cannot make any alienation of the property by reason of any provision of any
statute or otherwise, such a restricted right cannot be overcome at the
instance of what would be necessary for determination of issue in the
ascertainment of interest on the part of Amar Chandra Dhara at 5 the relevant
time. How the deity was installed is not known. Whether other properties had
been dedicated in its favour is also not known. On what basis Amar Chandra
Dhara was appointed as a shebait is also not known.
Reliance has been placed by the learned counsel on Maharanee Brojosoondery
Debea v. Ranee Luchmee Koonwaree & Ors. [1873 (XX) Weekly Reporter 95]. The
said decision arose out of a judgment and order passed by the High Court of
Judicature at Fort William in Bengal which decision is reported in [1869 (XI)
WLR 13]. The question which arose for consideration before the Calcutta High
Court and the Privy Council was as to whether the idol was set up for the
benefit of public worship. In the facts of the said case, the answer to the
said question was rendered in the negative, stating :
"But the question is whether there is any evidence of an endowment
properly so called. Now what is the evidence of an endowment? This was clearly
not an endowment for the benefit of the public.
The idol was not set up for the benefit of the public worship. There are no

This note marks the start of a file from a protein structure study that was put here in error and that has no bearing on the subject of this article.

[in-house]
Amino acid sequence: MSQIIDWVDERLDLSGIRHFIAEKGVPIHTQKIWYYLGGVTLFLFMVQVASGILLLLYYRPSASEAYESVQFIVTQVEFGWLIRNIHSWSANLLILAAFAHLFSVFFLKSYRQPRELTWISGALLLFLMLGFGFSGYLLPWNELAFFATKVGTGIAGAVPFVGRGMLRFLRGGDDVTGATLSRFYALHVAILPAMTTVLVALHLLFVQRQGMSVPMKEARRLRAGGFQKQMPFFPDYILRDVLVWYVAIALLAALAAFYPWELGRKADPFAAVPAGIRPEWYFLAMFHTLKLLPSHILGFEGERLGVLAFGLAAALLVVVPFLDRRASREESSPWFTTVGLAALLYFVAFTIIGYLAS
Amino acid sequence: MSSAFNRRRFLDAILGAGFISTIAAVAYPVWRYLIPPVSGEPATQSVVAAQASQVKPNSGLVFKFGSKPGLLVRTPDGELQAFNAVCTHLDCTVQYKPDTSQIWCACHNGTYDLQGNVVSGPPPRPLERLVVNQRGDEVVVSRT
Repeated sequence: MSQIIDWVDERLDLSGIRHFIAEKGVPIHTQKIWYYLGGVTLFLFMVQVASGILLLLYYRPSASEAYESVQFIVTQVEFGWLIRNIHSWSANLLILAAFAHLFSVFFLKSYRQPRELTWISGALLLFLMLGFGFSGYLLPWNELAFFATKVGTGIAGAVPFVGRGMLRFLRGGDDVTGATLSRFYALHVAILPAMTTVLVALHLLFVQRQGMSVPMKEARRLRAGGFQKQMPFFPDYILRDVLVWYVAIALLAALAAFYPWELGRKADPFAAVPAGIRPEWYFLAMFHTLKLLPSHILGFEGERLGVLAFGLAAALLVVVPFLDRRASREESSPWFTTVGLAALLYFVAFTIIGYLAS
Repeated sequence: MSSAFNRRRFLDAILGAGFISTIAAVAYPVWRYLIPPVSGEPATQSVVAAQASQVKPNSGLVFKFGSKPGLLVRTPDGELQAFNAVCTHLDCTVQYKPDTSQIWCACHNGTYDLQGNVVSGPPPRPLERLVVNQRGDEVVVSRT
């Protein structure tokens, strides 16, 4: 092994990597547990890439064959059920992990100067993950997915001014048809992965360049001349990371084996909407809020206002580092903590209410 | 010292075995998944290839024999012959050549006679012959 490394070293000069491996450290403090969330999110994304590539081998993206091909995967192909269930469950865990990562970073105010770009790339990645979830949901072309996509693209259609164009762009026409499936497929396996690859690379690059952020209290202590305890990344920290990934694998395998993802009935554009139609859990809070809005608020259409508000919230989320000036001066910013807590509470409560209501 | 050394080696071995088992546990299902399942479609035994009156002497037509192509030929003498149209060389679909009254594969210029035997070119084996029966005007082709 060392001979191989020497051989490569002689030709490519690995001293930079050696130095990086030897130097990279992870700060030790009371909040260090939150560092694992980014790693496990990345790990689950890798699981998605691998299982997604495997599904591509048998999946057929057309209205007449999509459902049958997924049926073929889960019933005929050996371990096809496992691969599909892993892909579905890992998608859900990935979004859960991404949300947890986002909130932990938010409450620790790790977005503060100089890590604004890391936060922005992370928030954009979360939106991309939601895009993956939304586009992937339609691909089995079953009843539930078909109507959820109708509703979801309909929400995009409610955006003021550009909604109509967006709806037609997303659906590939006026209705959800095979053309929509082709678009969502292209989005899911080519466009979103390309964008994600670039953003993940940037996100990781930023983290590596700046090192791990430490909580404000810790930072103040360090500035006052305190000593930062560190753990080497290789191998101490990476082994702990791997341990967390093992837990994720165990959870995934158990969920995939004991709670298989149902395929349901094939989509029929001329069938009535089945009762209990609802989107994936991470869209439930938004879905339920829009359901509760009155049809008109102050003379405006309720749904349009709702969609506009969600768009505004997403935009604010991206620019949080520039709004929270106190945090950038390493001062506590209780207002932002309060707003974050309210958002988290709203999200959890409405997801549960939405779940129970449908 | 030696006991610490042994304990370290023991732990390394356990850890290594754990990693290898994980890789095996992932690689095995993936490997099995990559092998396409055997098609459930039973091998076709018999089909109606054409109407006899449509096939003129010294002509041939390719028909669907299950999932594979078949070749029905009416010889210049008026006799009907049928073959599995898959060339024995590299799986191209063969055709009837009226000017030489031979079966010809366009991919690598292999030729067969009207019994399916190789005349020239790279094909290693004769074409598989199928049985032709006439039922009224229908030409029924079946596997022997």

priests appointed, no Brahmins who have any legal interest whatever in the
fund. It is not like a temple endowed for the support of Brahmins, for the
purpose of performing religious service for the benefit of any Hindoo who might
please to go there. It is simply an idol set up by the Maharajah, apparently in
his own house, and for what purpose? Why, for his own worship. We constantly
have suits claiming certain turns of worship, but here there is no turn or
right of worship established. There is nothing 6 stated in any way to show that
the Maharajah intended that the idol should be kept up for the benefit of his
heirs in perpetuity; and before it can be established that lands have been
endowed in perpetuity, so that they can never be sold and must be tied up in
perpetuity, some clear evidence of an endowment must be given. What are the